Here. Now. At this moment it is wise to withdraw into our own root. To withdraw from the world. To turn our gaze inwards. Just as a plant does in winter. To do nothing. This moment belongs to us alone. We draw strength. Like a wave, which stretches back into the sea, concentrating its energy. And even though it may look as if we surrender – we do not surrender. We gather our strength. We focus our energy. In non-action (Wu Wei) we are provides with everything we may need at this moment. Incidentally letting go of a few old, unnecessary things / thoughts / attitudes… before we powerfully rush back into life.
Scope of Questions
- A user askes with reference to a previous* question: “What good about my current situation and what happens next?” The I Ching answers with hexagram 20 – contemplation.
* Her earlier question “What situation am I in?” resulted in hexagram 12 – stagnation. It is amazing that both hexagrams, 12 – stagnation and 20 – contemplation, exhibit a lot of similarity: just one single line, the 4th one, varies. In stagnation (hexagram 12) it is a yang line (solid line), in contemplation (hexagram 20), it is a yin line (broken line). For the analysis of hexagram 20 – contemplation that means that Kun (the earth) is now both lower trigram and first core character and that the hexagram ends in Sun, the wind / tree upper trigram.
Kun at the beginning of hexagram 20 – contemplation refers to the place or situation we are currently in. Kun invites us to take inventory: that what is here and now counts, our achievements, our safe stand, our feeling of being held. Unfortunately we only occasionally become aware of these – often quite tangible – facts, but if so, we can unlock them as a our source of strength for the road ahead.
While talking to the user an image to illustrate Kun – or double Kun of hexagram 20 – comes to my mind: the image of a a wave rolling back into the sea, concentrating in the ocean’s depths, drawing new energies.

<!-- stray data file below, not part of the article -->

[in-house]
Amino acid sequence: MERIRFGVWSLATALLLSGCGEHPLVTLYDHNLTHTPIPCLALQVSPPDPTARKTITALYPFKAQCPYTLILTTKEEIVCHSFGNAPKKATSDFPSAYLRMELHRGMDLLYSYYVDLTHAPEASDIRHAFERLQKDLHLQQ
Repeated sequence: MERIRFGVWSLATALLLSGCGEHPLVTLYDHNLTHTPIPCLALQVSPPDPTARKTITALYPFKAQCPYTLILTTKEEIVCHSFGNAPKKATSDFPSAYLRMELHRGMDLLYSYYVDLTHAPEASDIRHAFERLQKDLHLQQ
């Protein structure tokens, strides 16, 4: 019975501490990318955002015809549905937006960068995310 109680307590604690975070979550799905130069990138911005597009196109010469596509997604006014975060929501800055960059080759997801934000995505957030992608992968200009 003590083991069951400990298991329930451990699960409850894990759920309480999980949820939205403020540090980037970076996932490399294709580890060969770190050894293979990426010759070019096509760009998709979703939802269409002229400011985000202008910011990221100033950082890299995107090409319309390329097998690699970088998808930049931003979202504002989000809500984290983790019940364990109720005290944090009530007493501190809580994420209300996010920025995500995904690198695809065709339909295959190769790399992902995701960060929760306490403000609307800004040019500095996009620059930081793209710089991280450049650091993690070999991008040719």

At the beach we usually only notice waves as they are licking the sand, pressing forward, powerfully conquering new territories. Until they then suddenly and unexpectedly collapse and retire. We humans, earthly dwellers, like to see the wave’s turning point, the beginning of the wave’s retreat, as a kind of surrender, just as we tend to (mis-)consider any withdrawal as capitulation.
But is a retreat into one’s own roots, into one’s own origins, really surrender? To stay with the image of the wave: even a tsunami recedes to the sea and releases the land – only to then again push forward with elemental force. Whoever takes the tsunami’s retreat for surrender is fatally mistaken.
The double Kun, the earth (lower trigram and first core character) is an invitation to calm down and retreat to our own origins as a source of strength. This does not at all mean weakness but rather indicates introspection with the environment being excluded. It’s a private, a priviledged moment, an intimate conversation with ourselves, with no single detail ever penetrating outwards, until the moment when we – eventually – determinedly, very clearly and powerfully, will re-enter the world.
The double Kun turns into Gen, the mountain (second core character). In our conversation, we discussed what kind of disengagement or boundaries Gen might refer to. We agreed upon culturally bequeathed criteria for evaluating success. In the specific case of the user: due to her professional experience she is questioning these traditional criteria since quite some time. But she still applies them in her self-assessments. Her personal conclusion is consequently to apply only those evaluating standards in the future that she has recognized as appropriate during their (life)path.
Hexagram 20 – contemplation results in the upper trigram Sun (the wind / tree), seemingly gentle but actually relentless growth from the inside out. Here again the image of the wave – perhaps even the tsunami – comes to my mind: something is happening deep within the sea, the wave’s direction has changed unnoticed and now it is approaching land. The extent of its growth, how much knowledge and experience will be implemented, will strongly depend on how much energy it has collected during its retreat to the ocean’s ground.
Debra Kaatz writes on MA43 Gu Xian:
Valleys open themselves to what comes… By doing nothing but by being receptive, the valley is given what it needs. Xian Gu is falling into this valleys. It is what happens when the fruits ripen… The valley also receives the movement of the heavens and all its inspiration and grows in ways it could not imagine… Here the vision and burst of energy that comes with the spring can open our eyes and help us see the world afresh. Kaatz 2005
The current interpretation can be found here: http://www.no2do.com/hexagramme_en/888877.htm